[COSCUP2018] Language Server Protocol explained

24837993455f54c957883ba1f1db7f2d?s=47 Atsushi Eno
August 11, 2018

[COSCUP2018] Language Server Protocol explained

- at COSCUP 2018 (future presentation, subect to change)


Atsushi Eno

August 11, 2018


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    What is LSP = Language Server Protocol? • Microsoft's private

    specification • It is to enhance text editors to become like IDEs for programmers • Protocol between editors and (programming) language toolchains
  2. 3.

    Who benefits from LSP? • Text editor developers ◦ They

    don't have to write code to "support for XYZ language" anymore • Programming language toolchain developers ◦ They don't have to write "XYZ editor plugin" anymore • YOU! • Microsoft
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    [Language Server] Protocol • Traditional languages: compile souces to libraries

    or executables • Modern languages (in certain culture): also provide libraries/tools/features to let developers programmatically compile and query states about the sources and referenced libraries. = works as a language service • existing language servers (or alike): clang, Roslyn, typescript server
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    What to query Language Servers? • "Which members of this

    `Foo` are available?" - Completion • "Where is this `Bar` defined?" - Go To Definition • "From which source lines is this `Baz` referenced/used?" - Find Usages etc.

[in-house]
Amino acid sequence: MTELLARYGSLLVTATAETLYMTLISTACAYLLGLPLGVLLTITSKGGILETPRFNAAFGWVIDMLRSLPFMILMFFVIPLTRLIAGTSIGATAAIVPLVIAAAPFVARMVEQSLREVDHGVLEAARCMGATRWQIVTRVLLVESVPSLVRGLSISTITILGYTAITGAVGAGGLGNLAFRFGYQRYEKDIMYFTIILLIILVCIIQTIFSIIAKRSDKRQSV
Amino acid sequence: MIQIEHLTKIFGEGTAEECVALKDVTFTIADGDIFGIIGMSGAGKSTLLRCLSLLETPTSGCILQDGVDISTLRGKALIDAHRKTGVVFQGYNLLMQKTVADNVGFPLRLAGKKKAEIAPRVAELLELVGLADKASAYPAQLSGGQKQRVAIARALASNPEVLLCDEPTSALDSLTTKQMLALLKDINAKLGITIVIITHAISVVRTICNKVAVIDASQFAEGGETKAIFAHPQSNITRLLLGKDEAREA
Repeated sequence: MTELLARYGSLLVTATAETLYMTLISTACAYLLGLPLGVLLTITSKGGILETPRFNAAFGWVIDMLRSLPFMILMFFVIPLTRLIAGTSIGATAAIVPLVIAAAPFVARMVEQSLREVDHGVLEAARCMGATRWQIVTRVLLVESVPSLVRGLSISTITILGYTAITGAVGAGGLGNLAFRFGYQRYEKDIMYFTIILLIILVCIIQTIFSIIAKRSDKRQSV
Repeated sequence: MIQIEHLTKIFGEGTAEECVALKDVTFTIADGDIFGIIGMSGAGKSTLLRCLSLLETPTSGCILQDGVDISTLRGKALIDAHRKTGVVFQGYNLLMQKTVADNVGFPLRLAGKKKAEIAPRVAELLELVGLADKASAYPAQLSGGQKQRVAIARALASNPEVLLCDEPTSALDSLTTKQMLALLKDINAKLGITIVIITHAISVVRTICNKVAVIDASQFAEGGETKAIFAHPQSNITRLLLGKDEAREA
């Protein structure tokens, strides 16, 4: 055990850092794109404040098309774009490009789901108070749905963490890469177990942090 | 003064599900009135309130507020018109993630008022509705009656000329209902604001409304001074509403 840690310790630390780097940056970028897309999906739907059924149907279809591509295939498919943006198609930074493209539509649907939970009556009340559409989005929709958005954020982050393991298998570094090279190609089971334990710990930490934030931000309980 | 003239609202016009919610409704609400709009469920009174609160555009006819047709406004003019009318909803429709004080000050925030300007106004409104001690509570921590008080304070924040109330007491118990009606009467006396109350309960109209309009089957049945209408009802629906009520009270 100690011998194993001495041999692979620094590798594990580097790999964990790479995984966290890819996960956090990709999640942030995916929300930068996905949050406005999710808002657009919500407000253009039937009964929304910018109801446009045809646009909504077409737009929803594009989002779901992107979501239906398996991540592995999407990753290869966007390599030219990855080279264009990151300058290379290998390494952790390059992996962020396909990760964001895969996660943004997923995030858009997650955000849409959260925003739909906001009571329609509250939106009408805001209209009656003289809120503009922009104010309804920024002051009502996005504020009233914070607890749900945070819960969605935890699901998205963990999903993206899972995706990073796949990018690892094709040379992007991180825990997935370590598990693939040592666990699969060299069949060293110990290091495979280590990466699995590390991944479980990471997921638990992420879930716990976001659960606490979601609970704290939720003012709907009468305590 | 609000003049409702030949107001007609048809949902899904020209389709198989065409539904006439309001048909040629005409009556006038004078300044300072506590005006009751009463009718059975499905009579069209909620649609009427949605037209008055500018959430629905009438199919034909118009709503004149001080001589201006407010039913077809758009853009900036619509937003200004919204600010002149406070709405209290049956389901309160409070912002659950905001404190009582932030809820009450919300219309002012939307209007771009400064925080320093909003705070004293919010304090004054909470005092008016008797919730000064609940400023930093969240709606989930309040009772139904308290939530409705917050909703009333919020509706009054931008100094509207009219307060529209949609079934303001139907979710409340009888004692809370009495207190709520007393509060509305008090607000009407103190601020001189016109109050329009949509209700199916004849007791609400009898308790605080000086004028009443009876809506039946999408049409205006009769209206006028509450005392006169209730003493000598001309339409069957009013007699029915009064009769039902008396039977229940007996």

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    Language Server [Protocol] • communication between editors and language toolchains

    • Why "protocol" ? ◦ should not be exclusive to specific programming languages ◦ If it is a C library then web-based editors won't support it (wasm? / text encoding?) • uses JSON-RPC ◦ gnome-code-assistance: depends on DBus = GNOME specific • common subset from many languages
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    Language Server and Language Client • Server: a (service-based) compiler

    • Client: basically a text editor • Available Clients ◦ vscode, eclipse, emacs, vim, atom, VS • Available Servers ◦ "some" languages, but already too many to list.
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    LSP messages • Two kinds of roles: ◦ source management

    ▪ notify editor buffer changes to language server ◦ language features ▪ interesting part
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    Code completion textDocument/completion to query candidates, and completionItem/resolve to reflect

    completion onto the source code. textDocument/signatureHelp to get help for method arguments etc. completion triggers are fixed to dot '.' may be specified by server at `initialize` (may also be triggered by CTRL+SPACE etc.) signature help triggers are fixed to comma ',' also customizible.